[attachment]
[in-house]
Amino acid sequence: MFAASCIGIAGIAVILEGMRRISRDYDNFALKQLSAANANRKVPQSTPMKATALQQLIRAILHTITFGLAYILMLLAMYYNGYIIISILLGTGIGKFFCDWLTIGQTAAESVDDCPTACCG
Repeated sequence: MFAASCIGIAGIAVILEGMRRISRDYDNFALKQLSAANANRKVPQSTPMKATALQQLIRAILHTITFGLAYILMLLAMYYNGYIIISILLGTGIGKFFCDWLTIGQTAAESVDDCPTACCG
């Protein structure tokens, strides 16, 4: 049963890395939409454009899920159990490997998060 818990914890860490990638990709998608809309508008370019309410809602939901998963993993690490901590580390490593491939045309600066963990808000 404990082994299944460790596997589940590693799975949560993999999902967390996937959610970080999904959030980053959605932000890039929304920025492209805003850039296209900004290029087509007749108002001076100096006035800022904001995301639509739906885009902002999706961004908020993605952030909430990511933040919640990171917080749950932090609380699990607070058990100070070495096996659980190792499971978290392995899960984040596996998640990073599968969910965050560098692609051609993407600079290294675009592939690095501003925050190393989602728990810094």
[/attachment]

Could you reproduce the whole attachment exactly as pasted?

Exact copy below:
[in-house]
Amino acid sequence: MFAASCIGIAGIAVILEGMRRISRDYDNFALKQLSAANANRKVPQSTPMKATALQQLIRAILHTITFGLAYILMLLAMYYNGYIIISILLGTGIGKFFCDWLTIGQTAAESVDDCPTACCG
Repeated sequence: MFAASCIGIAGIAVILEGMRRISRDYDNFALKQLSAANANRKVPQSTPMKATALQQLIRAILHTITFGLAYILMLLAMYYNGYIIISILLGTGIGKFFCDWLTIGQTAAESVDDCPTACCG
């Protein structure tokens, strides 16, 4: 049963890395939409454009899920159990490997998060 818990914890860490990638990709998608809309508008370019309410809602939901998963993993690490901590580390490593491939045309600066963990808000 404990082994299944460790596997589940590693799975949560993999999902967390996937959610970080999904959030980053959605932000890039929304920025492209805003850039296209900004290029087509007749108002001076100096006035800022904001995301639509739906885009902002999706961004908020993605952030909430990511933040919640990171917080749950932090609380699990607070058990100070070495096996659980190792499971978290392995899960984040596996998640990073599968969910965050560098692609051609993407600079290294675009592939690095501003925050190393989602728990810094």